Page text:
New information has been publicly released regarding the late apologist Ravi Zacharias and an alleged online sexual relationship that was first reported in 2017.
In a three-part installment last week from The Roys Report, the website of independent investigative journalist Julie Roys, new testimonies and emails were released suggesting an alternative version of events than those that were represented nearly three years ago when allegations emerged that Zacharias had been involved in an illicit online sexual relationship with a Canadian woman. Around this same time, the famed apologist’s academic credentials and resume were also scrutinized amid questions he had inflated and misrepresented them.
Zacharias, who died in May after a battle with cancer, said in a Christianity Today article published in December 2017 that the woman had sent him unwanted, racy photos of herself and that it was part of a plot to extract millions of dollars from him and his ministry.
Some have maintained that his words to the magazine were in violation of the settlement agreement he reached with the Canadian woman, Lori Anne, and her husband, Brad Thompson, which included a nondisclosure agreement forbidding both parties from speaking about it.
According to Boz Tchividjian, an attorney and founder of Godly Response to Abuse in a Christian Environment (G.R.A.C.E), who represented the Thompsons, his clients “made the very difficult decision to abide by the legally binding agreement even though Zacharias had apparently decided to do otherwise.”
Christian counselors Jerry and Denise Basel, who helped Thompson in October 2016, spoke to Roys about the emails exchanged between Zacharias and Lori Anne. They believe the online communication reveals an abusive power dynamic given the 30-year age difference between the two and that it was tantamount to grooming.
“In many ways, she was kind of like a child in regard to him because of his age,” Jerry Basel told The Roys Report in part 1 of her series, which was published on Sept. 14.
“It just followed a pattern that we are familiar with in regard to abuse.”
Denise Basel added, “It was just this slowly drawing Lori into something deeper. It seemed more innocent at the beginning, but it kept increasing.”
The Christian Post reached out to RZIM on Monday for comment on The Roys Report article, specifically to inquire about Basel’s words and other issues raised in Roys’ investigative report. In a letter sent to CP Friday night, the RZIM Board of Directors said:
“In April 2017, Ravi Zacharias received a letter from an attorney representing Bradley and Lori Anne Thompson of Ontario, Canada, presenting allegations and threatening litigation by the Thompsons against Mr. Zacharias. The letter threatened that litigation was forthcoming, or, ‘in the alternative of protracted and public litigation, the Thompsons will sign a release of you and your church and ministry in exchange for a certified check in the amount of $5 million dollars made payable to the Bryant Law Center, Lori Anne Thompson and Bradley Thompson within thirty days of today’s date and mailed to the above address.’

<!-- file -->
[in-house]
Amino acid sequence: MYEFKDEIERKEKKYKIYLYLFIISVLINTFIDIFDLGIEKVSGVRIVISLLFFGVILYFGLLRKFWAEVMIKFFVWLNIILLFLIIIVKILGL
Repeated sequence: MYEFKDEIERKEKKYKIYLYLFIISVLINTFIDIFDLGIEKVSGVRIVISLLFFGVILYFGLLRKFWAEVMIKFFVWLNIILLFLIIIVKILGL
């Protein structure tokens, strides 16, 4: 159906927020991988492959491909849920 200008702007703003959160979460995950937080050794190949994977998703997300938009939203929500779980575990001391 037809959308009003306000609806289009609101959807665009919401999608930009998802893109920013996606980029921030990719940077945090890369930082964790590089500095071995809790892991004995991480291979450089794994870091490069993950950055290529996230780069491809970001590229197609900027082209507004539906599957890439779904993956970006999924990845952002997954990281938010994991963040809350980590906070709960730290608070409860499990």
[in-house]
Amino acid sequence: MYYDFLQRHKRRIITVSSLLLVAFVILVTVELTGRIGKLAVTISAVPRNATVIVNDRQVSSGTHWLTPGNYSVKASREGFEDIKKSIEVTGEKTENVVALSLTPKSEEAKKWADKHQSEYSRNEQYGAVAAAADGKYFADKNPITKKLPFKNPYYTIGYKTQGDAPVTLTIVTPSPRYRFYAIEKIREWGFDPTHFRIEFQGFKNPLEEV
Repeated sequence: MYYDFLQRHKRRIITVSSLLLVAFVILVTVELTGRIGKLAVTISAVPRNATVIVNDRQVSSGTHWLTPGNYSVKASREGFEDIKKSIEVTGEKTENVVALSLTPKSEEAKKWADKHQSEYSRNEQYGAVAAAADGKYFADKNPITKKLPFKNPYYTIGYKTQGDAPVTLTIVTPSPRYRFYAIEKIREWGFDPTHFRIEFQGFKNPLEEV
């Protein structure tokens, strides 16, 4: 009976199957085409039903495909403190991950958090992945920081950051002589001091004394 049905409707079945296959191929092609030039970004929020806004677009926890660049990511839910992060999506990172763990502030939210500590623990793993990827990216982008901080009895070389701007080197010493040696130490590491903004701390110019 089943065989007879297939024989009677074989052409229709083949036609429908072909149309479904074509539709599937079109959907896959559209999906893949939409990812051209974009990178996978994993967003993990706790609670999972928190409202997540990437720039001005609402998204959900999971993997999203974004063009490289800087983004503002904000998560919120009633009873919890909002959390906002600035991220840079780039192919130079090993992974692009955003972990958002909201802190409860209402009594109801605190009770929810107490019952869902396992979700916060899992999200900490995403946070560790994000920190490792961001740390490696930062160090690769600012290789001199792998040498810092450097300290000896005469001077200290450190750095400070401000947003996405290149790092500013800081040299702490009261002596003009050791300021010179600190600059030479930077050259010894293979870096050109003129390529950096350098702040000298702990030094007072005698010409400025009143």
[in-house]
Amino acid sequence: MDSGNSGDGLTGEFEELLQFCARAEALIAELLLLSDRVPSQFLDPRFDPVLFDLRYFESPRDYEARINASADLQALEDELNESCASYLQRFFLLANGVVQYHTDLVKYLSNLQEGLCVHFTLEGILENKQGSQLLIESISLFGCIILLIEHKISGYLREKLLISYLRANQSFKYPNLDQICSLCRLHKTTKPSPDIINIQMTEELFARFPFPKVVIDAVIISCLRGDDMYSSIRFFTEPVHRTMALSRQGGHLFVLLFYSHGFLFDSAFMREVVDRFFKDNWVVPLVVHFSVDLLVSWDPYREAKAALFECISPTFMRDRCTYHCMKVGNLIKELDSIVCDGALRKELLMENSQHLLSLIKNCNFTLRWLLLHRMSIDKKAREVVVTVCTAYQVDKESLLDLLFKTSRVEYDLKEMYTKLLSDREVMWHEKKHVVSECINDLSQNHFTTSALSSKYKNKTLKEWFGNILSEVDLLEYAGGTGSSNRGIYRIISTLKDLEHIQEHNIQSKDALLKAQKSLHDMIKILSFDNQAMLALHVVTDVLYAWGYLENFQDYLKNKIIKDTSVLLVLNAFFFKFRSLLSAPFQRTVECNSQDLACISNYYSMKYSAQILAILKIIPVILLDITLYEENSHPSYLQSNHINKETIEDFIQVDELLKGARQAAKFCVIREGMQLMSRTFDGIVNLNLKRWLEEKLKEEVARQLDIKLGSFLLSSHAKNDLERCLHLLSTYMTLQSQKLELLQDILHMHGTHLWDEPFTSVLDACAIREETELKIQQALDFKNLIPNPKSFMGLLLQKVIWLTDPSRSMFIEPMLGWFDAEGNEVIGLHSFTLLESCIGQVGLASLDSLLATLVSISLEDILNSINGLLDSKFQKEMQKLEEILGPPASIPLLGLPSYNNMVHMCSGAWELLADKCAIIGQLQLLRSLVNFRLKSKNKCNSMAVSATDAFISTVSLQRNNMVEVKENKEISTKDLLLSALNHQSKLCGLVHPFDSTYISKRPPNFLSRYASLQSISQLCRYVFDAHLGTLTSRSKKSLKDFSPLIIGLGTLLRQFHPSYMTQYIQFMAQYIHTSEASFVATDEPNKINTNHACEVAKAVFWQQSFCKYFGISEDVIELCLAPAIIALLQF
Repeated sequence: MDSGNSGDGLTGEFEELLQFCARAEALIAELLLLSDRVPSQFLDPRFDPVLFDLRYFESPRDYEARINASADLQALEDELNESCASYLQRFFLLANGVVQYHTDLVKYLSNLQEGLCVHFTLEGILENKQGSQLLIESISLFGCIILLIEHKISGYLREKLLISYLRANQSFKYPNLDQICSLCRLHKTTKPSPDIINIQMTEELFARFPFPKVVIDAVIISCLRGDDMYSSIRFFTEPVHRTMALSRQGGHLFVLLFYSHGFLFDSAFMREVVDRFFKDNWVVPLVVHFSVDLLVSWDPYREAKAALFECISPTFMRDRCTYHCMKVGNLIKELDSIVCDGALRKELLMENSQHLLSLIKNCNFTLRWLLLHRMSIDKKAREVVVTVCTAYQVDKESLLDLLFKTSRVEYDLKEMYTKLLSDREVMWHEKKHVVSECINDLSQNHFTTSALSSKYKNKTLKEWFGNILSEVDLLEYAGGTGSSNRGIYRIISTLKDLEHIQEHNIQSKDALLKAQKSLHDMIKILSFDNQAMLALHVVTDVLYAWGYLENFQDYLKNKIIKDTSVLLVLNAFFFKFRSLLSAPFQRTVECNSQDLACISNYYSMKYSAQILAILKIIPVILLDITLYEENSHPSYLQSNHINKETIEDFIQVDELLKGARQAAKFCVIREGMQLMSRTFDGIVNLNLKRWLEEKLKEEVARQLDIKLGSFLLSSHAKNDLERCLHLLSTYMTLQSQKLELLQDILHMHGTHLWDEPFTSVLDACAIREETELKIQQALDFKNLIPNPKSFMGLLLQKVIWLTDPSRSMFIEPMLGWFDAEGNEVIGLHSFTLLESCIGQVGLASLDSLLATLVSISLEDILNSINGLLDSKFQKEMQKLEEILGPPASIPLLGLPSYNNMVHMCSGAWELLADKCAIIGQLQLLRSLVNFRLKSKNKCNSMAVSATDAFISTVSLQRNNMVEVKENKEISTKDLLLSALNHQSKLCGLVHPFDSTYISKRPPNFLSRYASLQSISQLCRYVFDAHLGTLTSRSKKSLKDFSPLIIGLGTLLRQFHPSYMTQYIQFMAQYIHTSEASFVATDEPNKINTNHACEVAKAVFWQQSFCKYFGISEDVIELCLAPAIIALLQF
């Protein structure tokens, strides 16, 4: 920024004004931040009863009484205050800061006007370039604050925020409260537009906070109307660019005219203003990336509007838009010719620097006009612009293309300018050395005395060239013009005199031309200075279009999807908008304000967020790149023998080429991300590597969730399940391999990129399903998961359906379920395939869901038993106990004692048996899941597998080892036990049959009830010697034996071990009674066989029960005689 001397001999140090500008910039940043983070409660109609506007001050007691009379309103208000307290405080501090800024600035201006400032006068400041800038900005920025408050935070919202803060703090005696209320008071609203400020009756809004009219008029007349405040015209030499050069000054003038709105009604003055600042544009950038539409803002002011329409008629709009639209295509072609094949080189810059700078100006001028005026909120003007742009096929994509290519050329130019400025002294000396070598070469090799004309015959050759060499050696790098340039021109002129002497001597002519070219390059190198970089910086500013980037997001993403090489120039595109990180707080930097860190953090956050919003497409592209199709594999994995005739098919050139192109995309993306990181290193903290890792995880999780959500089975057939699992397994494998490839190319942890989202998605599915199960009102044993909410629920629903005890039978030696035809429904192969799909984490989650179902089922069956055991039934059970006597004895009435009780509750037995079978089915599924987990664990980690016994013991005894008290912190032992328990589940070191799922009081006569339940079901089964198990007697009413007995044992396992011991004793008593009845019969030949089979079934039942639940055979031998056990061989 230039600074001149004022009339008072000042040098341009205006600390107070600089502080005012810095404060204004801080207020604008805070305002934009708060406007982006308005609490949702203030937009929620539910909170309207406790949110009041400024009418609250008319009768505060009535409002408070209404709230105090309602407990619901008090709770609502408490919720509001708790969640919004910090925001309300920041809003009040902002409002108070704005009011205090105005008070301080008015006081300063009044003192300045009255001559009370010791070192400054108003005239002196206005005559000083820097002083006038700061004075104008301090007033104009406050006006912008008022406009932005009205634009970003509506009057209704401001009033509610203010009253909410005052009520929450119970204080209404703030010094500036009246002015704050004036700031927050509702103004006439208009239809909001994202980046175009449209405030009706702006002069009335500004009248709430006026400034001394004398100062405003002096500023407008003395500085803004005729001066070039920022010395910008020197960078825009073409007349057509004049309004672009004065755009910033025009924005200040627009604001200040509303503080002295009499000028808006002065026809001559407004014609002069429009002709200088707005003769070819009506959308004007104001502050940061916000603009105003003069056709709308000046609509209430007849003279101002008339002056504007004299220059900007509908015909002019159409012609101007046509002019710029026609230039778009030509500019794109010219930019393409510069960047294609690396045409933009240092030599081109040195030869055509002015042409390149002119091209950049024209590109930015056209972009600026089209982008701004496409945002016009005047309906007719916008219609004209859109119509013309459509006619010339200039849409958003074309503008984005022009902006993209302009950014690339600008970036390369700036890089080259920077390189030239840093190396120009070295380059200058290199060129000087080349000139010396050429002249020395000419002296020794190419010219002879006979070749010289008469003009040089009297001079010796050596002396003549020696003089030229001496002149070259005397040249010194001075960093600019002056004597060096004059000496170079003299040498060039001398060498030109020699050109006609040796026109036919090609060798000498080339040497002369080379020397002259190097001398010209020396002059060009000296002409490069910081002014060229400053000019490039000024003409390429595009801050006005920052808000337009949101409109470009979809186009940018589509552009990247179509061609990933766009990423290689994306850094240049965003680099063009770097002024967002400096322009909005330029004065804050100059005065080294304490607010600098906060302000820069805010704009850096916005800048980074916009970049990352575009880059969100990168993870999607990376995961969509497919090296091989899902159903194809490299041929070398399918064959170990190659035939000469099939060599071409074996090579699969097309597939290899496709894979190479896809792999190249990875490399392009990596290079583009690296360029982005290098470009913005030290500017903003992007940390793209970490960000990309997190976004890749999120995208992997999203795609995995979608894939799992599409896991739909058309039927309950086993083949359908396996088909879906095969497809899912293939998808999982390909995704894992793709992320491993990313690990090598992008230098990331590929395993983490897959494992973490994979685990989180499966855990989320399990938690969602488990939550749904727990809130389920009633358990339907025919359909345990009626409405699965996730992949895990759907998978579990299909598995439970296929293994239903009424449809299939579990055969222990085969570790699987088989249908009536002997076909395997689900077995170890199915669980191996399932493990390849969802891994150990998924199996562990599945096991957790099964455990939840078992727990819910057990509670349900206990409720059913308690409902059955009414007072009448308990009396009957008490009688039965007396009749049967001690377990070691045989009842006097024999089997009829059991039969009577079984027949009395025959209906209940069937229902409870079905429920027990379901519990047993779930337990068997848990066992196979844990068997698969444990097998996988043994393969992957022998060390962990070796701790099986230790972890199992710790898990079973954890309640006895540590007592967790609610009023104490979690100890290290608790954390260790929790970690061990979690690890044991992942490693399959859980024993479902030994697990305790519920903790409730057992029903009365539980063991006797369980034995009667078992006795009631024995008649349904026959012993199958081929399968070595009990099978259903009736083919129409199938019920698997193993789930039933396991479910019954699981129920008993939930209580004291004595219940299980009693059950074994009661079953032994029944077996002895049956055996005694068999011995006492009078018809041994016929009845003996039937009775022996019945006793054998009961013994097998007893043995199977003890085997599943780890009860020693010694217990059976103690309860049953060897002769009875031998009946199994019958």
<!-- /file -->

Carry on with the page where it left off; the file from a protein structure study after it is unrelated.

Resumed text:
“In response to this demand letter, Ravi notified the board of the Ravi Zacharias International Ministries and personally filed a lawsuit under the Racketeer Influenced and Corrupt Organizations Act in August 2017. The Thompsons, through their attorneys, then requested to enter into mediation
to resolve the matter without going to trial. In November 2017, Ravi consented to resolve his lawsuit and the matter through mediation—a process that resulted in a resolution agreed to by both parties.
“In addition to these legal proceedings and the investigations underlying them, this matter was independently and rigorously investigated in 2018 at the initiative of the denomination that issued Ravi’s ministerial credentials, the Christian & Missionary Alliance. That investigation included multiple
interviews with the parties and a review of all available documents and records. The denomination concluded, ‘…the available evidence does not provide a basis for formal discipline…’
“As is widely known, Ravi Zacharias died May 19, 2020. Subsequently, some have called on his family and/or ministry to release the Thompsons from the confidentiality agreement they entered into with Ravi some two-and-a-half years prior to his death. Since RZIM was not a party to the agreement, it is unable to alter it, and his family does not feel it proper to alter it without Ravi’s knowledge or consent. Before he died, however, Ravi addressed allegations that he solicited inappropriate photos from Lori Anne Thompson or otherwise engaged in communications of a sexual nature with her in an 800-word public statement in December 2017. In that statement, he denied any sexually or romantically inappropriate conduct. He stood by that statement until his death. His denial is consistent with the character of the man we knew and worked alongside for years.
“Also since his death in May, allegations by Mrs. Thompson against Ravi have resurfaced in the public domain. This prompted calls for RZIM and/or the Zacharias family to conduct further investigation into this matter. In light of these developments, we, the Board of RZIM have reviewed the matter again and conclude the following:
1) Ravi Zacharias was never physically alone with Mrs. Thompson nor did he send her photos of himself.
2) There is no evidence that he solicited photos of her—an allegation Ravi vehemently denied in his public statement in December 2017. Furthermore, no evidence to the contrary has ever been presented.
3) Ravi addressed his communication with Mrs. Thompson in his December 2017 statement and we agree with him that it was wrong to have engaged in ongoing communication of a personal nature with a woman other than his wife.
4) We believe Ravi should have immediately disclosed the fact that Mrs. Thompson sent inappropriate photographs to him.
5) We have long had policies regarding physical safeguards to protect both our team members and leaders as well as those they come in contact with to prevent interactions that could ever prove harmful to either party. In 2018, we implemented electronic communication safeguards and policies for that purpose as well. We regret not having put the electronic communication safeguards in place sooner.
“We respect that there are those who disagree with us about this process and our current disposition. Finally, we reaffirm our commitment to the mission and work of RZIM—to reach and challenge those who shape the ideas of culture with the credibility of the Gospel of Jesus Christ.”